Did you know that Millennials are the largest living generation by population size? With nearly 80 million Millennials in 2016, and Millennials being anyone age 19-35 during that time, the group should be dominating the housing market.

Shouldn’t they?

Fact: Millennials Dominate the Rental Market

Unfortunately, Millennials are way behind when it comes to homeownership. According to data from Pew Research Center, as of 2016, Millennials headed only 28 million households. That’s significantly fewer than their Generation X predecessors (ages 36 to 51 in 2016) as well as their parents’ generation, the Baby Boomers (ages 52 to 70).

According to the latest statistics, in 2016, Millennials headed 18.4 million of the estimated 45.9 million households that rent their home. By comparison, Generation X and Baby Boomers were renting only 12.9 and 10.4 million households, respectively. Of the households headed by a member of the Silent or Greatest Generation, 4.1 million were renters.

Not only are Millennials less likely to own their own homes, Pew Research also found that many still live under their parents’ roof. There are also a large number of Millennials who reside in college dorms, or in a rental home with roommates, indicating that Millennials are relying more heavily on shared income to afford their lifestyle.

So, why is the largest adult population not heading the largest number of households? The answer is anything but simple. Tight real estate inventory, burdensome student loan debt, stagnant wages and skyrocketing rent all contribute to an economic environment that isn’t conducive to homeownership among young adults. However, as the economy improves and more homes (particularly starter home) enter the market, industry professionals are hopeful that Millennials will finally live up to their homeownership potential. Until then, economists and analysts are observing the Millennial population carefully, looking for clues as to how and when (or if?) this massive generation makes the shift to homeownership.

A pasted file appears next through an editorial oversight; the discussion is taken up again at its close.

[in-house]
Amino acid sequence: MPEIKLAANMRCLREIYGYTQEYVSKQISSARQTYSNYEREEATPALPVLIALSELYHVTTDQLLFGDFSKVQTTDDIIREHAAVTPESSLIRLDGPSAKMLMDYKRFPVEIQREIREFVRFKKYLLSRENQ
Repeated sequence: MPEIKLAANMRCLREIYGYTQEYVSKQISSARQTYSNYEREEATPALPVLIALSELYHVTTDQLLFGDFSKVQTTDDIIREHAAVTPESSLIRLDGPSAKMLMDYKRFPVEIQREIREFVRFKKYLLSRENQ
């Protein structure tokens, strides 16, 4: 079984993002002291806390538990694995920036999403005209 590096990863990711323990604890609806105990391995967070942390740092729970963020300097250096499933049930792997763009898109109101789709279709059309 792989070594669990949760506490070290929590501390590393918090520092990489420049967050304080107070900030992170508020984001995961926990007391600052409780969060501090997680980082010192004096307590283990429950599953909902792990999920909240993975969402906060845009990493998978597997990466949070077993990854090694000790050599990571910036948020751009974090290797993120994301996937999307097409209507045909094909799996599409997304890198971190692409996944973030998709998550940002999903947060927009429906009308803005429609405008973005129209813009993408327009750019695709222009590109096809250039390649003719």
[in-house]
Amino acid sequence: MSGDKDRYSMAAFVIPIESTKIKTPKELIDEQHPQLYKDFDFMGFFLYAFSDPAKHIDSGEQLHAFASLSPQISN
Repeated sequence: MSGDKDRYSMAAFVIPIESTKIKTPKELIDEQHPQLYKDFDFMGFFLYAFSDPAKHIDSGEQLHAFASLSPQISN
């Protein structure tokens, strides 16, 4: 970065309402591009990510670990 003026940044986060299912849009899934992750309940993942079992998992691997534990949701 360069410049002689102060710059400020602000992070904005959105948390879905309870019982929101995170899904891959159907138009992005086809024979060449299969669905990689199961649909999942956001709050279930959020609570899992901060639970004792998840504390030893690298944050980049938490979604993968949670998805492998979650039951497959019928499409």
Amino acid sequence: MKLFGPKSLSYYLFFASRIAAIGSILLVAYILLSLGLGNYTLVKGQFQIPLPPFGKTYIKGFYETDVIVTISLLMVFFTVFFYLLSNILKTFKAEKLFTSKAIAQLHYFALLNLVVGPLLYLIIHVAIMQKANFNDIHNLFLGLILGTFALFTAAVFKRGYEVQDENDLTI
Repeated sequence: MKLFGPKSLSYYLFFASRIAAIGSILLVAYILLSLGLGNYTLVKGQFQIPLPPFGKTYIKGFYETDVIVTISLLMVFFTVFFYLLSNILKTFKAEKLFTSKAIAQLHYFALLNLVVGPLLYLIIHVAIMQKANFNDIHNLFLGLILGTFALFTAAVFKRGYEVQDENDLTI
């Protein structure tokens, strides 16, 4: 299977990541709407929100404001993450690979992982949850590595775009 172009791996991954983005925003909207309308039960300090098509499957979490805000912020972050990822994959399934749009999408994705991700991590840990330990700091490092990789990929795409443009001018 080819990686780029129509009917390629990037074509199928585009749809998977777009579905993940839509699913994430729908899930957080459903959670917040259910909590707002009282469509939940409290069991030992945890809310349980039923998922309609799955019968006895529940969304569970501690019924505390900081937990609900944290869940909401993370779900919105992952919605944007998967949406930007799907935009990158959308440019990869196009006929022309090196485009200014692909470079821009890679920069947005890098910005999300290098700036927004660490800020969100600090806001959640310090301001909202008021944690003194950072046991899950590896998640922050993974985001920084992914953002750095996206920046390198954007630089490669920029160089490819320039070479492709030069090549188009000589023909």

Fact: More Millennials are Living in Poverty

Meanwhile, there’s another issue to contend with. The latest available Census Bureau data indicate that a troubling number of Millennial-run households are living in poverty. In fact, more Millennial households are in poverty than households headed by any other generation. In 2016, it was estimated that 5.3 million of the nearly 17 million U.S. households living in poverty were headed by a Millennial. By contrast, 4.2 million were headed by a Gen Xer and 5 million were headed by a Baby Boomer. It should be noted that the large number of Millennial households in poverty is partly due to the fact that the poverty rate among households headed by a young adult has been rising over the past 50 years while dramatically declining among households headed by individuals 65 and older. Millennials are also more racially and ethnically diverse than other generations, with a greater share of their households headed by minorities. Statistically, minorities tend to have higher poverty rates, according to Pew Research.

Fact: Millennials Head More Cohabiting Couple Households

According to the research, for the past five years, Millennials have headed more households made up of unmarried couples than any other adult generation. By 2016, Millennials were heading 4.2 million of an estimated 8.3 million cohabiting-couple households. This trend reflects a shift in social norms (Millennials are more likely to live with a romantic partner than earlier generations) and attitudes on marriage. According to Pew Research Center, in 2012, among women ages 25 to 29 who were living with a spouse or partner, 37 percent were cohabiting. By contrast, in 1987 – when Baby Boomers were at a comparable age to Millennials – only 10 percent of 25 to 29 year old women in a union were cohabiting.

More Facts About Millennials:

  • In 2016, Millennials surpassed all other generations in number of household heads who were single mothers.
  • Millennials in 2016 also became the generation with the largest number identifying as multiracial.
  • There’s a myth that Millennials are over educated and underemployed. In truth, about two-thirds of Millennials age 25 – 32 lacked a bachelor’s degree in 2014, according to a 2014 NPR special report.
  • Millennials make up 42 percent of all home buyers, first-time or not, according to a report from Business Insider and Zillow.


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